In honor of Native American Heritage month during November, we caught up with Keystone Symposia Fellow Dr. David Wilson, Director of the Tribal Health Research Office at the NIH. Dr. Wilson shares the importance of his work in combating health disparities in Native American communities and reflects on how his experiences in the fellows program have shaped his career.
1. Briefly describe your research, why it is important, and what motivates you to pursue this area.
Dr. Wilson: The Tribal Health Research Office (THRO) is the central hub of coordinating Tribal health research across the NIH. We do this by requesting input from Tribal communities on NIH policies, programs and activities. Our long-term goal is to create opportunities for the next generation of American Indian/Alaskan Native (AI/AN) researchers at the NIH. The office is located in the Division of Program Coordination, Planning, and Strategic Initiatives in the Office of the Director (OD), NIH.
The office that I lead fulfills an important coordinating and planning role as it works with NIH Institutes and Centers to leverage resources to develop and carryout the strategic plan to support tribal health research. NIH funds research aimed to improve health and reduce health disparities in AI/AN communities on such issues as cardiovascular disease, environmental health, drug and alcohol abuse, and diabetes. Programs are designed to empower individuals and communities with the information they need to improve the health of their community and prevent disease and injury. The NIH funds programs that encourage AI/AN students to enter biomedical research careers, join the biomedical workforce, come back to their communities and contribute their knowledge, as well as support AI/AN investigators who are leading their own biomedical research programs.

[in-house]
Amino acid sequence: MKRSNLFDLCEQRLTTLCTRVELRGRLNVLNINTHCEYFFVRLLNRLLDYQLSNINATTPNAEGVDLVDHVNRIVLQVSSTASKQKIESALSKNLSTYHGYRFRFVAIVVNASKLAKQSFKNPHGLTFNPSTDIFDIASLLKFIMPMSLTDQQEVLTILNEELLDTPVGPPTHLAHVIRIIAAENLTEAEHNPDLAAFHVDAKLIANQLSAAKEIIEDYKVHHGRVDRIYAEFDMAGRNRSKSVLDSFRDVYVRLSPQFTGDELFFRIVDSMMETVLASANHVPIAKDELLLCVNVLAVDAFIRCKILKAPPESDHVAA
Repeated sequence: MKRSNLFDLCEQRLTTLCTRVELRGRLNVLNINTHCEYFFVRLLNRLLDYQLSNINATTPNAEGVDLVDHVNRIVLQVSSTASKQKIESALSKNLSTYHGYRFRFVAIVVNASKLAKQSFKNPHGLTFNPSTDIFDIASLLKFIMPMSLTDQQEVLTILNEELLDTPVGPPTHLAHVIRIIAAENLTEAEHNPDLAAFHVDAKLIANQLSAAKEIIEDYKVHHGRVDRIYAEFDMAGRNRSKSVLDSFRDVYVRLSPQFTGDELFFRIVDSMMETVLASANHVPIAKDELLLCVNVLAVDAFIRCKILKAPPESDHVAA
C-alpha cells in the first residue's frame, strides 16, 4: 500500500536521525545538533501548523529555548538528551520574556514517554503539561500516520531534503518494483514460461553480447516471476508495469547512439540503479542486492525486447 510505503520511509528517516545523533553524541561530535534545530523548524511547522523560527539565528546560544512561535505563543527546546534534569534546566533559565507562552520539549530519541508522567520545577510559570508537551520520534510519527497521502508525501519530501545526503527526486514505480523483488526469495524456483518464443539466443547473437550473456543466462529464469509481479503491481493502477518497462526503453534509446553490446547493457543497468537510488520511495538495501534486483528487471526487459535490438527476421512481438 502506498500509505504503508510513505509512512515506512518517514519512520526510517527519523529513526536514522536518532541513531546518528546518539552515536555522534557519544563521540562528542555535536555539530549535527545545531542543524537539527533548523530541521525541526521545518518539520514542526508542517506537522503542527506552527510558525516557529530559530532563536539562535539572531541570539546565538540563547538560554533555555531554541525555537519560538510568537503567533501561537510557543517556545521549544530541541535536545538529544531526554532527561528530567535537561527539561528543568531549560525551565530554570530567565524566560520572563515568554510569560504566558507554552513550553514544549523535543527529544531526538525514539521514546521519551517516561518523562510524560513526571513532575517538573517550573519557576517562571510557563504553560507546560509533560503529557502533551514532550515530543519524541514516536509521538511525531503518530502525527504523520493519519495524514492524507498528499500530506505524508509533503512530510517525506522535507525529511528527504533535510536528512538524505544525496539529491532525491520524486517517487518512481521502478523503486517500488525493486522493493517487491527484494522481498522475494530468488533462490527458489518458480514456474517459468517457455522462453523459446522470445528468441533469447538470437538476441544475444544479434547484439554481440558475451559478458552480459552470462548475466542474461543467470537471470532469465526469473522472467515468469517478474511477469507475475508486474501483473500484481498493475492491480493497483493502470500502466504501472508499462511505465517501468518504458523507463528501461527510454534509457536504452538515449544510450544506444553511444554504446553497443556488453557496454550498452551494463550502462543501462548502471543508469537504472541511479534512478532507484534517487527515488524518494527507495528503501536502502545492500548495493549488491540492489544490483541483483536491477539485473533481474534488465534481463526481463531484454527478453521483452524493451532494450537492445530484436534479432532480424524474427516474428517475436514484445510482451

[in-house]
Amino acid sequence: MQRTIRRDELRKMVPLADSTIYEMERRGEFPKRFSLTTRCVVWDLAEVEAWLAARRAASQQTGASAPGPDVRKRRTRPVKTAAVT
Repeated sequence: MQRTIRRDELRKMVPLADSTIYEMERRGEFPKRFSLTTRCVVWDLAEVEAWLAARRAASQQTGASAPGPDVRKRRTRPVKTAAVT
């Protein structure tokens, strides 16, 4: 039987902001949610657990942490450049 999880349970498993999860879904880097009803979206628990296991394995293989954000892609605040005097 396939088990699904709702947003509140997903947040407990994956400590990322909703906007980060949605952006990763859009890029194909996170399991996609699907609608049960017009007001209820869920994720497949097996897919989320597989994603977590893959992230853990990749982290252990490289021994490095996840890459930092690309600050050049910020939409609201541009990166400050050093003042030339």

2. Share a pivotal moment that sticks with you from your experience as a Keystone Symposia Fellow, and how it impacted you.
Dr. Wilson: What impacted me the most was the opportunity to experience and contribute to the decisioning making process that determines what scientific topics and disciplines are supported through Keystone meetings across the world.
3. How has being a Keystone Symposia Fellow helped shape your career?
Dr. Wilson: My experience as a Keystone Symposia Fellow really encouraged me to advance from a post-doc to a senior research scientist at the NIH. This experience also encouraged me to begin thinking about bigger issues impacting diversity in biomedical research.
4. What are your thoughts on the importance of mentorship? How have mentors influenced your career, and how do you act as a mentor for your community?
Dr. Wilson: Mentors are absolutely vital in career development and progression. Whether mentors are formal or not, everyone has mentors that teach and guide us on the path we take as leaders for our communities. Mentors share their experiences as they moved forward through their careers and help demystify the road ahead for the next generations of underrepresented scientists.
5. What advice do you have for future candidates for the Keystone Symposia Fellows program?
Dr. Wilson: Enjoy the experience. Come well prepared and think about the broader applications of your experience as a fellow.
David R. Wilson, PhD
Director, Tribal Health Research Office
Division of Program Coordination, Planning, and Strategic Initiatives
Office of the Director, NIH
Return to more articles from the December 2021 Keypoint Newsletter
About the Author
Heather Gerhart earned her MA in Cultural Sustainability from Goucher College, and brings an understanding of how social science principles can be brought to bear in support of inclusive program design and development. She has worked in support of Keystone Symposia’s Diversity, Equity and Inclusion leadership since the inception of the organization’s Diversity in Life Sciences Program in 2007. Previously Keystone Symposia’s Sr. Grant Coordinator and Program Analyst, she helped to found, develop, and acquire funding for the Program in response to biomedical workforce development priorities at the National Institutes of Health and the National Science Foundation.
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